Similar to its patent and copyright-focused counterparts, “trademark troll” is a negative moniker that refers to people who register for a trademark in bad faith, meaning they have no lawful intention to use the mark in commerce. Instead, trolls seek out intellectual property that companies will likely want to register in the future, and beat them to the punch.
In the United States, trolls typically begin by searching the internet for potential opportunities, often focusing on trending pop culture terms or start-up companies with names they believe will be valuable. Trolls then apply for registration with the United States Patent and Trademark Office (“USPTO”). If they are successful in obtaining a trademark registration, trolls can then target so-called “infringers,” who aren’t really infringers at all, but rather the rightful mark owners, as rights in a trademark are created by use of the mark in commerce, not federal registration. Nevertheless, trolls contact the mark owners to exploit them, often demanding licensing fees or royalties and threatening litigation. Trolls may also offer to sell the trademark back to the mark owner - for a steep fee, of course.
Though there are legal guardrails that discourage trademark trolling, unscrupulous scammers often find any possible loophole. For example, to obtain federal registration with the USPTO, a trademark must actually be used in U.S. commerce via the sale of goods or services. To fulfill the use requirement, filers often submit photos of their products bearing the trademark in question, or submit screenshots that show their trademarked products are available for purchase online. Unfortunately, in the digital age, trolls can easily put a newfound trademark to supposed “use” by creating a website, equipping the site with a secure payment method, and “using” the trademark there. Others simply submit “dummy” specimens—digitally altered photos of goods supposedly bearing the mark sought to be registered.
In fact, a 2019 study revealed that over 60% of U.S. trademark applications filed by Chinese applicants for certain categories of goods contained digitally altered “evidence” of use. Equally shocking, nearly 40% of these phony filings survived the USPTO’s review process and emerged as fraudulent registrations. Dummy use among foreign-domiciled trademark applicants was so prevalent that in 2019, the USPTO enacted several requirements in an effort to stop the tide of fraudulently filed applications in the United States. The new requirements, such as requiring foreign-domiciled applicants to be represented by a US-licensed attorney, initially seemed to be a promising deterrent; however, experts have expressed that the new requirements have not done enough to slow the spread of bogus foreign filings. Indeed, the media continue to report on rampant fraudulent filings and, as recently as 2021, the USPTO acknowledged it was struggling to review an unprecedented backlog of Chinese filings.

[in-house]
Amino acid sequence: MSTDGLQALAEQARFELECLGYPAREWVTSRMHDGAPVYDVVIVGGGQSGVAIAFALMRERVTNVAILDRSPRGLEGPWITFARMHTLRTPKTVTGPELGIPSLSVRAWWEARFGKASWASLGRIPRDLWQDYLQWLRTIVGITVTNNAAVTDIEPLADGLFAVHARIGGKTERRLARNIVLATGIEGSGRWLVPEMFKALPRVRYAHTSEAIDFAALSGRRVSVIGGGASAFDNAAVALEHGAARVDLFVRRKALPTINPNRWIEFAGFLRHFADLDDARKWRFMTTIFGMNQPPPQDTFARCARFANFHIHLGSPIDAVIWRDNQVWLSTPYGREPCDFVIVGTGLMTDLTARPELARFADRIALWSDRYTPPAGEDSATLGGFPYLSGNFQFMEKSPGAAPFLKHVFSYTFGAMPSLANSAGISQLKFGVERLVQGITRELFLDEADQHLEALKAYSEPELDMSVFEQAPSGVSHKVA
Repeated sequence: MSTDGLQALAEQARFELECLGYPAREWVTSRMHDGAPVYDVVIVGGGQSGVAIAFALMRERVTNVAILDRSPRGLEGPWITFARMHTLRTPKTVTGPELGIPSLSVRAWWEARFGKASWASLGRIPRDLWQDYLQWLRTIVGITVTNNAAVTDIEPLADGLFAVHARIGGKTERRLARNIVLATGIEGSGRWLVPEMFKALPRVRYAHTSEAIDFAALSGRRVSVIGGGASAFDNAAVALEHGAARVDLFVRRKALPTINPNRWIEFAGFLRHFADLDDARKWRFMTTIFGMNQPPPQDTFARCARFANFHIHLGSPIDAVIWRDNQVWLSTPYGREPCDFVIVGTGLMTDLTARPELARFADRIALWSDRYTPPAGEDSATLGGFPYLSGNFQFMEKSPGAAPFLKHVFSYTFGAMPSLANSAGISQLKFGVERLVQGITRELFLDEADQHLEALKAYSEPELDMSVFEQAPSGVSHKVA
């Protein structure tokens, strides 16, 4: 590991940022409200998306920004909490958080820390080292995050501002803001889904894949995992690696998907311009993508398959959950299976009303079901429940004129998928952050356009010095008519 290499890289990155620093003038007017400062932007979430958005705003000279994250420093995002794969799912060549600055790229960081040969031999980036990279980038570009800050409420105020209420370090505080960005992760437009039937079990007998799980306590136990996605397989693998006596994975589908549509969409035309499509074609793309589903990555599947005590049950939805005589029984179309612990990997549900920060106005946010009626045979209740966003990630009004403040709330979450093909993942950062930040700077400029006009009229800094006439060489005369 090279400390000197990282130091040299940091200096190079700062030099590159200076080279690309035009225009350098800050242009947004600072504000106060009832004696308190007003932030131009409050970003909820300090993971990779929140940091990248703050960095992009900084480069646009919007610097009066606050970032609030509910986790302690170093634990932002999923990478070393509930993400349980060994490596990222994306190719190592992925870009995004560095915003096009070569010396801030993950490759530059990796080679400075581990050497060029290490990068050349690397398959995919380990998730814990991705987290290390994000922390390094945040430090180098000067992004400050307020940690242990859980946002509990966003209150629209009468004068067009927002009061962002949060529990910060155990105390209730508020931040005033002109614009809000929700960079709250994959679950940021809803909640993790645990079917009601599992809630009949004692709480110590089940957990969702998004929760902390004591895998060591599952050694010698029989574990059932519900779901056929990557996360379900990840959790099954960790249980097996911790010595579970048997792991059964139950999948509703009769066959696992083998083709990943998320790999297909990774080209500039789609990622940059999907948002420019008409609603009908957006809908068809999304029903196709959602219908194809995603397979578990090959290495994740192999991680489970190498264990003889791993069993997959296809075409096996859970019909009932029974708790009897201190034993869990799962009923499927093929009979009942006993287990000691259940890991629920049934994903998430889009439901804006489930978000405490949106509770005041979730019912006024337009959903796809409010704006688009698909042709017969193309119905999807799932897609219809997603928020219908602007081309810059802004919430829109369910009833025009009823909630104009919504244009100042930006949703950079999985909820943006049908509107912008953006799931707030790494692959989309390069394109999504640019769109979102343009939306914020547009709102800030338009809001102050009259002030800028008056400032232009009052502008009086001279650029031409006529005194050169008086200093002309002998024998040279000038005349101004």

Trademark trolls can also specialize in international meddling. With this approach, the troll searches for growing U.S. businesses and registers for their trademarks in foreign countries. Obtaining registrations abroad can actually be easier for a troll than doing so in the United States, as foreign countries typically do not have the same requirements to establish use of the mark in that country prior to obtaining a registration. When the business expands into those countries, it is blocked from registering its U.S.-registered mark in that country and is faced with paying a trademark troll to get the rights to its name or design overseas. The practice of trademark trolling can be a lucrative endeavor, as many businesses prefer to settle outside of court rather than commit to the time, expense, and publicity of litigation.
Fortunately, there are steps business owners can take (and that our attorneys can help implement) to ensure their core brands don’t fall victim to trademark trolls:
- Be proactive by registering your trademark as early as possible.
- File trademark applications as early as possible in the countries where you plan to do business.
- Maintain detailed records of your brand’s creative development, especially on any consumer-facing marketing materials or websites. In the United States, being the “first to use” is highly influential in deciding who has the rights in a mark.
- Most importantly, consult with a knowledgeable Miller Nash trademark attorney to ensure your company and your brand are protected.
Editor's Note: Danielle Riege, a 2022 Miller Nash summer associate, coauthored this blog post along with Miller Nash attorney, Delfina Homen.